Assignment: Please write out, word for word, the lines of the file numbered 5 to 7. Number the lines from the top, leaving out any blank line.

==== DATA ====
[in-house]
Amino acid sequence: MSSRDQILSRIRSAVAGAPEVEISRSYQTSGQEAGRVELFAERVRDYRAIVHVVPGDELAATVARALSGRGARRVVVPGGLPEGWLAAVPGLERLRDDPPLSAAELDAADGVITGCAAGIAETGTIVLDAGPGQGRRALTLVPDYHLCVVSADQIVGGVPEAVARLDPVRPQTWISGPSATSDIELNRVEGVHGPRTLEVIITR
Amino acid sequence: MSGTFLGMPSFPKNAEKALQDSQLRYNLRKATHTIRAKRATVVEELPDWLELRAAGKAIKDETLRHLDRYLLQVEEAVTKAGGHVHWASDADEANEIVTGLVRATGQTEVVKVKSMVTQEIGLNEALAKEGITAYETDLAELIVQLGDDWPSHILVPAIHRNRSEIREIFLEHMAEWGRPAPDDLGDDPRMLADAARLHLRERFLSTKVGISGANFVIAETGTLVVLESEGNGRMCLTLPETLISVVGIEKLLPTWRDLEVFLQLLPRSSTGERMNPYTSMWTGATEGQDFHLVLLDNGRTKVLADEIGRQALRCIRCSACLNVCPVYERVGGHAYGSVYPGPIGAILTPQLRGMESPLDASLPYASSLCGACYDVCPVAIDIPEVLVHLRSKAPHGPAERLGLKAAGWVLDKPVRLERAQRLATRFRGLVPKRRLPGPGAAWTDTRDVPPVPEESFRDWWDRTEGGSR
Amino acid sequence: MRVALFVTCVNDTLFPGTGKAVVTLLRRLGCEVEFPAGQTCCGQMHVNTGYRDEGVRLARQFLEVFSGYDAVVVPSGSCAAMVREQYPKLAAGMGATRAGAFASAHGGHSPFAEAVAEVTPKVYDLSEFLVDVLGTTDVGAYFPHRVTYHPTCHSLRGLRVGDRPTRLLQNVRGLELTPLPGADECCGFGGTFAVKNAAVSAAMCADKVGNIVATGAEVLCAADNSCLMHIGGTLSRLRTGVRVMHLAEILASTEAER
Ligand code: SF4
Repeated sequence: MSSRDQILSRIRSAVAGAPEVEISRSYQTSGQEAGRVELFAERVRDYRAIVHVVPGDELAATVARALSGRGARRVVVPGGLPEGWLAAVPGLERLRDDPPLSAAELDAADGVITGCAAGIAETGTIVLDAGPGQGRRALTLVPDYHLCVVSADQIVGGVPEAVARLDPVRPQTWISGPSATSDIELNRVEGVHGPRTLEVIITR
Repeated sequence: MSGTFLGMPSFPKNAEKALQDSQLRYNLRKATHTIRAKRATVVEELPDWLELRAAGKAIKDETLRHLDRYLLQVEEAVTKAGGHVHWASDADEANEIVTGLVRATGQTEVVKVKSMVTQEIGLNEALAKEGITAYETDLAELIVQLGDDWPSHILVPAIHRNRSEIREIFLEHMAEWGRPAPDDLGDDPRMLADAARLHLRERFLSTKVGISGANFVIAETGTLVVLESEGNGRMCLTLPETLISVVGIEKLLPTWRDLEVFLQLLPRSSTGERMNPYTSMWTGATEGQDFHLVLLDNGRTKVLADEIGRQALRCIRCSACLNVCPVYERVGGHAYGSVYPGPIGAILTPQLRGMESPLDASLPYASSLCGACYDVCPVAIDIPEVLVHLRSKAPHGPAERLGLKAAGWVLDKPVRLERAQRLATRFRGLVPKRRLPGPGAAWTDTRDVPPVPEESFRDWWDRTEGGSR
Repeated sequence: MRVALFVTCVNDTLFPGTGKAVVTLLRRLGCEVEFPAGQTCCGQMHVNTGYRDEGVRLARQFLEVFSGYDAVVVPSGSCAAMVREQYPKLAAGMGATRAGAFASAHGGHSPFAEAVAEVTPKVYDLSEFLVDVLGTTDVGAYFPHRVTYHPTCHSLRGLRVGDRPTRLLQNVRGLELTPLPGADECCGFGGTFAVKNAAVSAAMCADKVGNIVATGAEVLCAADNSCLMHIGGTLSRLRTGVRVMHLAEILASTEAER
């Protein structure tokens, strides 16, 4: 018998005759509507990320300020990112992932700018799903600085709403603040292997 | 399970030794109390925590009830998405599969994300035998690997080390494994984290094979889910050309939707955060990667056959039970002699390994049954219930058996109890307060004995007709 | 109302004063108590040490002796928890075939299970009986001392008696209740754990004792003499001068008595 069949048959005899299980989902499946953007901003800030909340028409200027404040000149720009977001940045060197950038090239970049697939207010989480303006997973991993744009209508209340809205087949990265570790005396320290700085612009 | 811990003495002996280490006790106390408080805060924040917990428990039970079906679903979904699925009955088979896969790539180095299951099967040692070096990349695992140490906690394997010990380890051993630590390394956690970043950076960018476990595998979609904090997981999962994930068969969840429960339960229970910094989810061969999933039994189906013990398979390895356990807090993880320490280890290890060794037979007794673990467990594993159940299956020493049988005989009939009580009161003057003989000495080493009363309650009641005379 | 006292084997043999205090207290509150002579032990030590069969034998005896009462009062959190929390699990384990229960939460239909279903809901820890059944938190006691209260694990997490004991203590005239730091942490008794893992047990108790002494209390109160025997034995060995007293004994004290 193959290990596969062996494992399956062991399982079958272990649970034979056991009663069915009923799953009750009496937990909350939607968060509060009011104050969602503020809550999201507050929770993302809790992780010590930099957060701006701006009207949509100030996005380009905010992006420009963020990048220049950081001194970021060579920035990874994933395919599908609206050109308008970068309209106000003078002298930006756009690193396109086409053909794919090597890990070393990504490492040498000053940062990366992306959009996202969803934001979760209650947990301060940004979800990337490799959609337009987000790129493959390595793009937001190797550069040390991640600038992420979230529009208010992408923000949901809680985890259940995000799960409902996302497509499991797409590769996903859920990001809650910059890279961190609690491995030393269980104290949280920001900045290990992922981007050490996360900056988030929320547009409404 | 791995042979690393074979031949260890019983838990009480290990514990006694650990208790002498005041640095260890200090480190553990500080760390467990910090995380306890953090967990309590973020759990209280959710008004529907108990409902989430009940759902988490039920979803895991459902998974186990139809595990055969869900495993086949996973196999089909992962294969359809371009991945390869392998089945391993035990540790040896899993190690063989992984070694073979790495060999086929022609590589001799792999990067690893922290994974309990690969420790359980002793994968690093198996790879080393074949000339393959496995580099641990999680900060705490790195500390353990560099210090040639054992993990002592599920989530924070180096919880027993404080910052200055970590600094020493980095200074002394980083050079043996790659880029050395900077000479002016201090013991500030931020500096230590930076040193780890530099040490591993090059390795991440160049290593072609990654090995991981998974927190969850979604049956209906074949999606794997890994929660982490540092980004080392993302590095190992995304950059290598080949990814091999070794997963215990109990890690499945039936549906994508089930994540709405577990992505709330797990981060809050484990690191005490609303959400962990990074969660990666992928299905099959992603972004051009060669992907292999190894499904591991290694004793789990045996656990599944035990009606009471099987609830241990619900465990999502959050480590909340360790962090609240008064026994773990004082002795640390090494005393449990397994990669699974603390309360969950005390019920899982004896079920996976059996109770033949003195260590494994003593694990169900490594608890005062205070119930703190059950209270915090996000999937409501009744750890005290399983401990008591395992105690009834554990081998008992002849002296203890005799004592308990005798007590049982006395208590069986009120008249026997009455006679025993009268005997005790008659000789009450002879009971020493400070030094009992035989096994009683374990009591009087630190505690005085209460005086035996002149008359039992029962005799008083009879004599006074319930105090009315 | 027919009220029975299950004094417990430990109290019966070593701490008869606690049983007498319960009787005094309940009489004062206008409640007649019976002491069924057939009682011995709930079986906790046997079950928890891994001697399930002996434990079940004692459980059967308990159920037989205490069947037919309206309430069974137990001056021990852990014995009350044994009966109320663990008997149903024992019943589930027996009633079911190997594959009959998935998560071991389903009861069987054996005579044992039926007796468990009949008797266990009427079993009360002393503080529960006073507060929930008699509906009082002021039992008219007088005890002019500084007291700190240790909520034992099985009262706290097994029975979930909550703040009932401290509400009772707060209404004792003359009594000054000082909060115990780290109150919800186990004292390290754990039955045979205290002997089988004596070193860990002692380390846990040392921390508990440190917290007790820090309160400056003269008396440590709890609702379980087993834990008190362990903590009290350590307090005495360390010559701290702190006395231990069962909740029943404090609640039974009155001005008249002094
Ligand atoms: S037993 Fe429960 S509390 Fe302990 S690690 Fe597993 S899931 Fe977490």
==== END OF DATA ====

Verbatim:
Ligand code: SF4
Repeated sequence: MSSRDQILSRIRSAVAGAPEVEISRSYQTSGQEAGRVELFAERVRDYRAIVHVVPGDELAATVARALSGRGARRVVVPGGLPEGWLAAVPGLERLRDDPPLSAAELDAADGVITGCAAGIAETGTIVLDAGPGQGRRALTLVPDYHLCVVSADQIVGGVPEAVARLDPVRPQTWISGPSATSDIELNRVEGVHGPRTLEVIITR
Repeated sequence: MSGTFLGMPSFPKNAEKALQDSQLRYNLRKATHTIRAKRATVVEELPDWLELRAAGKAIKDETLRHLDRYLLQVEEAVTKAGGHVHWASDADEANEIVTGLVRATGQTEVVKVKSMVTQEIGLNEALAKEGITAYETDLAELIVQLGDDWPSHILVPAIHRNRSEIREIFLEHMAEWGRPAPDDLGDDPRMLADAARLHLRERFLSTKVGISGANFVIAETGTLVVLESEGNGRMCLTLPETLISVVGIEKLLPTWRDLEVFLQLLPRSSTGERMNPYTSMWTGATEGQDFHLVLLDNGRTKVLADEIGRQALRCIRCSACLNVCPVYERVGGHAYGSVYPGPIGAILTPQLRGMESPLDASLPYASSLCGACYDVCPVAIDIPEVLVHLRSKAPHGPAERLGLKAAGWVLDKPVRLERAQRLATRFRGLVPKRRLPGPGAAWTDTRDVPPVPEESFRDWWDRTEGGSR